Saturday, December 22, 2007


Hello Internets,

I decided to take my gear for a hike last weekend, in preparation for a new season of back country adventure.

I hiked into echo lake with a full load of gear, to practice.

The area was marked "closed", but it look pretty open to me.

Echo Lake wasn't frozen yet, so I walked around it.

Hiking in the snow was really hard, and fairly slow.

I had a blast walking in the snow though, and can't wait to return for some over night adventures.

Be safe out there,

Beef Stew

I wanted to see if I could make a beef stew in a trail friendly format.
I start with big chunks of beef, a sprinkle of salt and dash of black pepper.

Brown the meat over fairly high heat to get a good sear, and begin building some fond on the bottom of the pan.

Set the browned meat aside, lower the heat to a med-high and cook some onions for 3-5 minutes, adding garlic during the last 45s or so.

Deglaze the pan with some wine and chicken broth, add the meat back into the mix and bake @ 225 for an hour or so, with the lid on. I tossed in some more garlic too.

Then we add in the carrots and potatoes, and let it stew @ 275 until they are cooked.

This is what it looks like when I've finished cooking.

I remove the beef chunks and shred them before drying

It dries down into a big sheet.
Done drying. I took out the big potato pieces and busted them up and dried them
further with some more carrots, beans, onions, and garlic to enhance the flavor.

No much to look at, and light on flavor too, which is why I added more onions and garlic to mixture that I took on the trail.

I also added some fresh steamed carrots and green beans to the final trail mixture,
for color and texture.

Um, I don't have my notes handy to write up the exact recipe, but look for it in the future to magically appear in the recipe list. You can pretty much guess the amounts from the pictures. 2 onions, 6 cloves of garlic, 3/4lb of carrots, four potatoes, bay leaf, thyme, half bottle of wine, some chicken stock, 2lbs of beef, a little flour etc.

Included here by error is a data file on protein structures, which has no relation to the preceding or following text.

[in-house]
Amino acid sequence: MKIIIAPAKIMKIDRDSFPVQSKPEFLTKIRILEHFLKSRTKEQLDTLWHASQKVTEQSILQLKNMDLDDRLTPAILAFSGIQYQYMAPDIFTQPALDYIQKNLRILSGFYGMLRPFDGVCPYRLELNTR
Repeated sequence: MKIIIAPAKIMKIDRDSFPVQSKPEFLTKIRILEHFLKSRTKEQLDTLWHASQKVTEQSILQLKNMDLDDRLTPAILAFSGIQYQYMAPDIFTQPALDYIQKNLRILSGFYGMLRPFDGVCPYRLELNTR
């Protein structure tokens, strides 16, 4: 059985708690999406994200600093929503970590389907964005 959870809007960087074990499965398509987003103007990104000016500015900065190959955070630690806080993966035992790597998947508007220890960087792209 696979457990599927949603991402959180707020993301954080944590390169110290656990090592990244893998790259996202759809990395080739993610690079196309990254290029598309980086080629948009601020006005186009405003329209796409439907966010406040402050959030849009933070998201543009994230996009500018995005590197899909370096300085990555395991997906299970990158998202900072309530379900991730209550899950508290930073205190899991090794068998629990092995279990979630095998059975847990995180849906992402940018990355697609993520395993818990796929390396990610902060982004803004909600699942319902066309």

Happy Holidays,

Lessons in Chili

Hello Internets,

I've given up on trail friendly ravioli for the moment. It's winter time, and I'm moving more and more into instant, cook in the bag, type of foods. I have done some experimenting with stews, soups, and chilies. Lets take a look at what a failure looks like, the beef chili.

I wasn't planning on making this for the trail, so there are no pictures up to this point.

I put some hunks of dried chili into the bowl, already I am thinking this is going to be a pretty nasty treat.

Boiling water was added, and I wait for a few minutes

Yuk, this tastes like something not so fresh from a fast food restaurant.

So, no recipe. I would be very disappointed in this if I brought this on the trail. I'm happy with the beans being nearly instant, but the flavor was flat and bitter at the same time. The meat and sauce was just too fatty to be dried reliably. When I have the time I'd like to make a chili with the intention of drying it down for the trail.

I have a beef stew that I made for the trail, and that turned out good enough that I took it on the trail and ate it all.

happy holidays,

Tuesday, October 30, 2007

Ravioli :: No Recipe

I haven't posted anything in a while. I got sick with bronchitis, and pretty much took a month off from life. I'm still a little bit depressed, but things are starting to look up again.

I am thinking about making a ravioli for the trail, a nice protein rich packet of flavor wrapped in a high carbohydrate dumpling. My gut instinct says I want beef stew inside a chewy dumpling, with a gravy type of sauce. I'm still thinking about the best way to go about doing such a thing for the trail.